Shiraz v Syrah



Is there a difference between Shiraz and Syrah?

It’s one of the most common confusions in the wine world and given that we’ve just released a Canberra Syrah and a Hilltops Shiraz under the new Appellation Range, we thought we’d take a moment to clarify the difference.


The Grape

Firstly and most importantly, both Shiraz and Syrah derive from the exact same grape varietal.

In general, Shiraz and Syrah wines are bold, packed with flavour and full bodied in structure. There is also a huge range in the flavour profile of Shiraz and Syrah wines, dependent on the vineyard and region that they are grown.

A lot of the difference between the two comes down to where you are and where your wine is from. However this also means that there is a difference in the style of the wine, because of the style of winemaking and influences of terroir.


Mount Pleasant - McWilliam's Wines


European countries that label their wines by varietal use the term Syrah. In France the wines are labelled by region not varietal, but the wines from regions such as H’ermitage are usually mostly Syrah.

Syrah is the great grape of the northern Rhône, responsible for the dense, burly, deep-coloured, long-lived, savoury and peppery wines of Hermitage, and the slightly more seductively perfumed (traditionally thanks to some co-fermented viognier in the blend) Côte-Rôtie.

Unlike other varieties, it demonstrates a strict relationship between how severely it is pruned and how good the eventual wine is. It can also lose its aroma and acidity quickly if left past optimal ripening stage.



Australia and South Africa

In Australia and South Africa, the term Shiraz is used almost exclusively. However there has been a growing trend in recent years to use Syrah for wines that are made in the Old World style, being less fruit forward and possessing floral aromatic and medium tannin style seen in the classic French and European wines.


Maurice OShea Wine Tasting


Cuttings of Syrah, called Shiraz, were probably brought to Australia by the so-called father of Australian viticulture James Busby in the early 1830, when he traveled around France and Spain looking for vine cuttings to plant in Australia. It flourished and spread, with individuals like Maurice O’Shea perfecting the art of making Shiraz in Australia. Today, there are 42,000 hectares planted to the varietal.


Elsewhere in the World

In countries outside of Europe, South Africa and Australia, the term Syrah is mostly used. When Shiraz is used, it usually means that it is not made in the Old World style and is more closely aligned with the Australian style.


The Differences:

McWilliam’s Wine Educator Michael Quirk says that the difference is clear in the Appellation Range:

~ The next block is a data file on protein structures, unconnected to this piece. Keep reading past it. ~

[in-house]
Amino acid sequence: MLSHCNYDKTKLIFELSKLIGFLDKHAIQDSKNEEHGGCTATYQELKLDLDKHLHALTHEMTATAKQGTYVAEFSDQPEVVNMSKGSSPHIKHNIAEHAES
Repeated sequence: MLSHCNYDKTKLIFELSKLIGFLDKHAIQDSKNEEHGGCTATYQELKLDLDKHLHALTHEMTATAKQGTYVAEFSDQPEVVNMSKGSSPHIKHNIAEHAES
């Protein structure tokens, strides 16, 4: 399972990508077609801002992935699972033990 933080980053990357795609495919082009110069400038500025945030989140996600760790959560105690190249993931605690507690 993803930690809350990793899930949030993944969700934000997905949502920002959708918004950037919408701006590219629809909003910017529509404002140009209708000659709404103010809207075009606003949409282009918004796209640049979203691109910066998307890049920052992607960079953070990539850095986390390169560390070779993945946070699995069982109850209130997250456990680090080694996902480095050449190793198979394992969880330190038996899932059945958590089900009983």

“The typical old-world Syrah is lighter and leaner than the intense Shiraz wines of Australia, which tend to be richer intensity, fruit forward and more full-bodied with tannin. The difference between the Appellation Canberra Syrah and Hilltops Shiraz exhibits this difference very clearly.”

He also says that as more Syrah wines come on to the market, it will be important to know the difference when choosing a wine.

“If you like bold, fruit forward wines with tannin, stick with Shiraz. If you’re looking for something a little more elegant and complex, the Syrah could be a good option.”


Syrah Flavours: The (slightly)leaner than the Australian style, yet more complex (spice, cherry, tar, smoke, cassis, plum, etc), earthy, lively (more acidity),softer tannins, and typically capable of short to long term bottle aging.


Shiraz Flavours: Shiraz wines that are full bodied and encouraged to produce rich, ripe, and intense fruit flavours (plum, blackberry, cherry, etc), as well as hints of black spice. They can also have a higher alcohol content due to longer ripening on the vine before picking. These fruit driven wines are usually made in an easy drinking style and are good everyday wines but are able to age for many years.









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  • Momo nuttall says:

    Looking to make a more educated choice as opposed to a fluke right choice. I’ve been told my palate instinctively chooses rhe’eight’ choice but it appears as in everything I gravitate to the top end . My parents used to take a bet every time we went shopping that I would somehow choose the most expensive item without looking at the price tag. I would love to understand wines better, other than just enjoying drinking them. I feel a connection I do not understand. Cheers!!!

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